Although their wedding banns had already been read in Johannesburg, they had to change their plans and make arrangements to be married by the magistrate in Cofimvaba. Campbell Mnyila was attending a sitting of the Bunga at the time, so he was not able to attend the civil ceremony at the court. He wrote a long letter to the magistrate instead, introducing Albertina and confirming that he had given his consent for the young couple to marry.
The ceremony took place on July 15, 1944. Ngcali, who was the headman at Cofimvaba, told Walter that it was the accepted practice to salute the magistrate. To Ngcali’s embarrassment, Walter refused, saying he would greet the magistrate, but he was not prepared to salute him. The magistrate noticed the exchange between Walter and Ngcali, but did not take offence. Instead, he remarked that it was a pity that Albertina was being taken away from the Transkei where her nursing skills were badly needed.
After the legal ceremony, a wedding reception was held at Albertina’s home at Tsomo. The newlyweds then returned to Johannesburg, where they had another reception at the Bantu Men’s Social Club on July 17. It was a glittering social occasion with a popular jazz band, the Merry Blackbirds, providing the musical entertainment. Mandela was best man and Evelyn one of the bridesmaids.
Dr Xuma and Anton Lembede were among those who made speeches, as was Solomon Kowalsky, Walter’s lawyer. Walter had invited his old friend, Herbert Mdingi, to speak but to his disappointment, Mdingi was not prepared to forgive their earlier quarrel, and refused to attend the reception. Walter bitterly regretted their rift and wished he had not been so harsh in his judgment of Mdingi. However, he was not short of distinguished people to speak at his wedding. In his speech, Lembede warned Albertina that she was marrying a man who was already married to the nation.
As soon as they were married, Walter and Albertina keenly anticipated having their first child. So eager were they to become parents that when there was no sign of a pregnancy after three months of marriage, they consulted a doctor.
Unsurprisingly, he advised them to go home and be patient. Before the year was out, there was a baby in the family, but from an entirely unexpected quarter. While Walter and Albertina had been absorbed in courting and wedding arrangements, his sister Barbie had also fallen in love, with a young man called Thomas (Tilly) Lockman. Walter knew Lockman, who had also worked for the Union Bank, but did not approve of the relationship. He felt that Lockman was a superficial character, who was not the right person for Barbie. However, he realised that his interference would not end the relationship and took the view that his sister was an adult who had to make up her own mind.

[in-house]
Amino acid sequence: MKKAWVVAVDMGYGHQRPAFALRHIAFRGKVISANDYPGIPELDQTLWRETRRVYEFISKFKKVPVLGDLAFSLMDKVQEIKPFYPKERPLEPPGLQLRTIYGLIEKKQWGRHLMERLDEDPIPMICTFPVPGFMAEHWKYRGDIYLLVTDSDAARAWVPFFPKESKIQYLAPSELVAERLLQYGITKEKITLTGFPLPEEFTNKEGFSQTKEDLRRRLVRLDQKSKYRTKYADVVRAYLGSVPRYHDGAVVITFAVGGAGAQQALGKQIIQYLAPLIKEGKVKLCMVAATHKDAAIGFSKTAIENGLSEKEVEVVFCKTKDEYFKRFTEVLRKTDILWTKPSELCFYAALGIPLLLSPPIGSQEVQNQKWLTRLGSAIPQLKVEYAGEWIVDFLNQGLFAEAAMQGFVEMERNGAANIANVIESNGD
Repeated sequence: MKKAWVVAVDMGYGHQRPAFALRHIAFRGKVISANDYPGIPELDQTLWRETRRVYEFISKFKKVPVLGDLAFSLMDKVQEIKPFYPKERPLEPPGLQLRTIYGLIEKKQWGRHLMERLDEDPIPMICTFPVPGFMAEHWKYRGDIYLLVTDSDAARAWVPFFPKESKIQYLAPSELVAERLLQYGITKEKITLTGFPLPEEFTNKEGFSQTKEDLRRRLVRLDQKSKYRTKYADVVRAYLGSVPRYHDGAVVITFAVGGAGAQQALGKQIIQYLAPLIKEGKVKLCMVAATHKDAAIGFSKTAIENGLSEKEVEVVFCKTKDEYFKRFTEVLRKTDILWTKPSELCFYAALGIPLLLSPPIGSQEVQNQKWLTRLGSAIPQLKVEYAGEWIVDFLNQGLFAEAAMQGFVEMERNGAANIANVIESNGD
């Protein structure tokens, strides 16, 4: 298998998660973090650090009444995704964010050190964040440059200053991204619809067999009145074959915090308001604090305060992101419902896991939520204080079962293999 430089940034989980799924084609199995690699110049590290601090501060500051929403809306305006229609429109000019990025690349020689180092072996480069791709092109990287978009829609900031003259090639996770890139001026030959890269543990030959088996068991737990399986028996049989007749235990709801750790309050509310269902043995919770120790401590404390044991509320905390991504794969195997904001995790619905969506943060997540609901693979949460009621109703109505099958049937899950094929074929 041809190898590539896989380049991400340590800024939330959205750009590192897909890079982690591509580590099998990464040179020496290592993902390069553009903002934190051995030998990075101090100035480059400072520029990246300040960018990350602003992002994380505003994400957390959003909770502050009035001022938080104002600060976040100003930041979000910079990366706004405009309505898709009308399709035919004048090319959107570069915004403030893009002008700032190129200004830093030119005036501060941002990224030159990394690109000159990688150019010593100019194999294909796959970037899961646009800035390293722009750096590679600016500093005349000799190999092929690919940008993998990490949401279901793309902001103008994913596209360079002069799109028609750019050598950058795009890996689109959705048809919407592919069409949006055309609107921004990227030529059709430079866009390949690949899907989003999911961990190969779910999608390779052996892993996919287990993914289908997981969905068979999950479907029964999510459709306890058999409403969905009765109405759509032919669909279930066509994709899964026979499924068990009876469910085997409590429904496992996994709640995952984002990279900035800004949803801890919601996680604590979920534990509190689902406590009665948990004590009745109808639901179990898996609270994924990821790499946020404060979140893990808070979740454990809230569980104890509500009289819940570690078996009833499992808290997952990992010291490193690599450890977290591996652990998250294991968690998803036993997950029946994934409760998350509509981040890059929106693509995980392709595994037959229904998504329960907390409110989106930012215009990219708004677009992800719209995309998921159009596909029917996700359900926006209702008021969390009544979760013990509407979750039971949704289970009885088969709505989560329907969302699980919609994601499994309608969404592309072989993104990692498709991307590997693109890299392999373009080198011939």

Baribie’s son, Gerald, was born in December 1944.
When Gerald was eight months’ old, Albertina insisted that Barbie leave the baby with them and go back and complete her training. By then, Walter and Albertina had their own baby. Their first son, Max Vuyisile, was born on August 23, 1945. It was the era of home deliveries and Max was born at No 7372 with a midwife, Rachel Nkosi, in attendance. Rachel Nkosi did more than assist with the delivery, she also advised Albertina to apply for a transfer from Johannesburg General to Orlando Clinic, which was short of nurses. Albertina was grateful as it meant she would be able to return home to breastfeed her baby during the day.
It was a wrench leaving her baby behind at home after a few months, but she counted herself fortunate that Alice was only too happy to take care of another baby. Anxious not to overburden her mother-in-law, Albertina would get up before dawn, light the coal stove, heat the water for washing, prepare the breakfast and do the laundry. By the time she left for work at seven, the babies’ napkins would all be washed and hanging on the line.
Walter and Albertina were deliriously happy in their marriage and loved their babies to distraction. Albertina got on well with her mother-in-law, who respected the rights of her makoti (daughter-in-law). She encouraged Albertina to go back to work and devoted herself to looking after her grandchildren. The only difference they had was over the religion of the children. Walter and Albertina had married in the Catholic Church. Walter had said that he would not convert to Catholicism, but that he would allow the children to be Catholic. However, when her grandchildren started arriving, Alice refused to allow them to be raised as Catholics. Albertina gave in to her and even started attending Anglican Church services herself.
In November 1948, Albertina and Walter had their second son, Mlungisi. Barbie had by then completed her training and was working at the clinic in Noordgesig, the working-class coloured area adjacent to Orlando East. She had married Tilly Lockman, and in March 1949 gave birth to her second child, a daughter they named Beryl. When Barbie’s maternity leave was over, Gerald and Beryl were taken daily to their grandmother in Orlando.
Walter and Albertina had other additions to their household too. After her grandmother Nosenti died in 1944, Albertina could not stop thinking of her sister Flora (Nomyaleko), who was still living at Uncle Campbell’s home.
“According to tradition, Uncle Campbell was her official guardian but after my grandmother died, I had a dream in which my mother came to me and said: ‘Nomyaleko is ill. Why did you leave her? You know you have to look after her.’ I immediately woke Walter and told him about the dream. He said, ‘Tomorrow we will send money for her to come here.’ We sent the train fare and asked Uncle Campbell to send Flora. He refused. This went on for some time until we virtually ‘stole’ Flora away. Eventually it was accepted that Flora would not go back to Xolobe.” By that time, Albertina’s brother Stanford had begun working in the clerical department of a Cape Town company. Her other brother, Elliot, had completed high school and Walter had helped him to secure financial assistance to study theology at Fort Hare. After his graduation, he returned to Orlando East, where he married Miriam Matsha in 1948.